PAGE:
Gay Republican blasts GOP committee member over party platform
The head of a gay Republican organization accused a member of the Republican National Committee (RNC) on Friday of putting them in danger of losing future elections following the committee’s decision to include resolutions against same-sex marriage in the party platform.
“That is a fantastic way of giving Democrats fodder to attack Republicans,” Log Cabin Republicans executive director Gregory Angelo told committee member Robin Armstrong during an exchange on MSNBC’s Hardball. “It’s a great way to make the 2014 election all about this. It’s a great way to make the 2016 election all about this.”
The committee voted unanimously on Friday for resolutions stating that it defined marriage as being between one man and one woman, saying heterosexual couples provided “the optimum environment in which to raise healthy children for the future of America.”
“I believe that it is the height of arrogance for us to think that we can change 6,000 years of history,” Armstrong said in response. “I believe that the definition of marriage is between one man and one woman. We’re not against people, but we are for one man, one woman marriage.”
Armstrong also told host Chris Matthews that Republicans were “the tolerant party,” because it allowed people who were pro-choice and pro-marriage equality under its tent.
“I know that Mr. Angelo is a Republican, and so he is a Republican, a strong Republican,” echoing an argument made in a letter sent by 13 religious groups to RNC chairman Reince Priebus saying that, while they “deeply resent the insinuation that [they] have treated homosexuals unkindly personally” because of the existence of groups like the Log Cabin Republicans and GOProud, they would leave the party if it changed course on the issue.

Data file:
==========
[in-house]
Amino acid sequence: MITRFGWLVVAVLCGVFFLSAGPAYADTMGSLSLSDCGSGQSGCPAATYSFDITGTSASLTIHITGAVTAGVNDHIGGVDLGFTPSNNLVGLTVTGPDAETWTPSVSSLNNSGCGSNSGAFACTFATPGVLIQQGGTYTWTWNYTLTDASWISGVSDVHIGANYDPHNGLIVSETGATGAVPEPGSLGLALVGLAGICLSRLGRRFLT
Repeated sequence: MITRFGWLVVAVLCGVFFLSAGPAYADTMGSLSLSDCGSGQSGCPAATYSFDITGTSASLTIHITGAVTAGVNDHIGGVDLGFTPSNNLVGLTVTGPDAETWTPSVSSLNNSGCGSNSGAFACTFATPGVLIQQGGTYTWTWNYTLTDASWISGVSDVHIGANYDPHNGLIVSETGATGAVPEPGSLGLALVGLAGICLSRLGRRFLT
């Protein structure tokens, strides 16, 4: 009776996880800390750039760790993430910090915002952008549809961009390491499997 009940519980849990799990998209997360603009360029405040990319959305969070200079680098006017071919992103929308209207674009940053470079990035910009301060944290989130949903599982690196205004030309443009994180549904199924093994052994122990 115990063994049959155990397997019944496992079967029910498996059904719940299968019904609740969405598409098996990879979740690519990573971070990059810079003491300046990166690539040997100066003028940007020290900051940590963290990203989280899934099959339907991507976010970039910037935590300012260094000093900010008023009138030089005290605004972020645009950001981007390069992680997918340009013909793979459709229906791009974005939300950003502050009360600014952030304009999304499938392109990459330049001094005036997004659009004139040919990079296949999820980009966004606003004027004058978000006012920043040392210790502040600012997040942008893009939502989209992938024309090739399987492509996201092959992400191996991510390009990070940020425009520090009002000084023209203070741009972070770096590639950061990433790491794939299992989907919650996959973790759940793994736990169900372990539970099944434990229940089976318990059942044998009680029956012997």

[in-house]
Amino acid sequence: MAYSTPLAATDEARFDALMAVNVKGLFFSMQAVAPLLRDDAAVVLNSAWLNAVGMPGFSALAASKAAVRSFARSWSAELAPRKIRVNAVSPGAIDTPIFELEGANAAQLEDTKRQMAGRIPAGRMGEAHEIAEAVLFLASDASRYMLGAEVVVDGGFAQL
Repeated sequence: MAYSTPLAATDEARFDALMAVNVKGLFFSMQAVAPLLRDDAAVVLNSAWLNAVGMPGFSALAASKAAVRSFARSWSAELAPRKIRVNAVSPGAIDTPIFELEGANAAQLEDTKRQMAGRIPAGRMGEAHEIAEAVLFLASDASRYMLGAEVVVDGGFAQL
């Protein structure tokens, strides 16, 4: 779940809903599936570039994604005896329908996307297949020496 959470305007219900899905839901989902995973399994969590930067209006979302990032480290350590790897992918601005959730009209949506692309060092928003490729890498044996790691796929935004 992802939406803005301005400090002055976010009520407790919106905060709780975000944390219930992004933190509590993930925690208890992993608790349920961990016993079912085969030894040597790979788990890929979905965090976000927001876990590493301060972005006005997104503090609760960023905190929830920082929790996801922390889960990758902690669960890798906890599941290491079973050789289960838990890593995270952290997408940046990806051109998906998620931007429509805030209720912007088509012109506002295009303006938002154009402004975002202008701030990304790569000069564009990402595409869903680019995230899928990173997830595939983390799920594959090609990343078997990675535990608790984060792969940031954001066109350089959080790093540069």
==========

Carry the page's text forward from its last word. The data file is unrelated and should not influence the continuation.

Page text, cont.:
“Are you ever going to be open to the door of changing that position?” Matthews asked Armstrong. “Or is it permanent with your party?”
“I am saying right now that we are not going to compromise that value,” Armstrong replied. “And we do not plan on compromising that value in the future. But what I am saying is, if we agree with someone on 80 percent of issues and we disagree on 20 percent of issues, they are still welcome in our party.”
“Would you be for a party that was 80 percent for your economic views but was against civil rights for African-Americans?” Matthews asked as a follow-up. “That 20 percent? Would that be enough to stop you from joining the party?”
“Absolutely not,” Armstrong answered. “But I do not equate those two issues.”
Matthews also asked Angelo if he would be willing to support a candidate like former Sen. Rick Santorum (R-PA) if he won the party’s presidential nomination.
“It would be extremely difficult for me to support Rick Santorum as a presidential nominee,” Angelo conceded.
“Are you saying that you could support him?” Matthews asked.
“Hey, everybody can evolve,” Angelo answered. “And I’d encourage Rick Santorum to evolve on this issue.”
“So you really believe in evolution,” Matthews quipped in response.
Watch the discussion between Angelo, Armstrong and Matthews, aired Friday, below.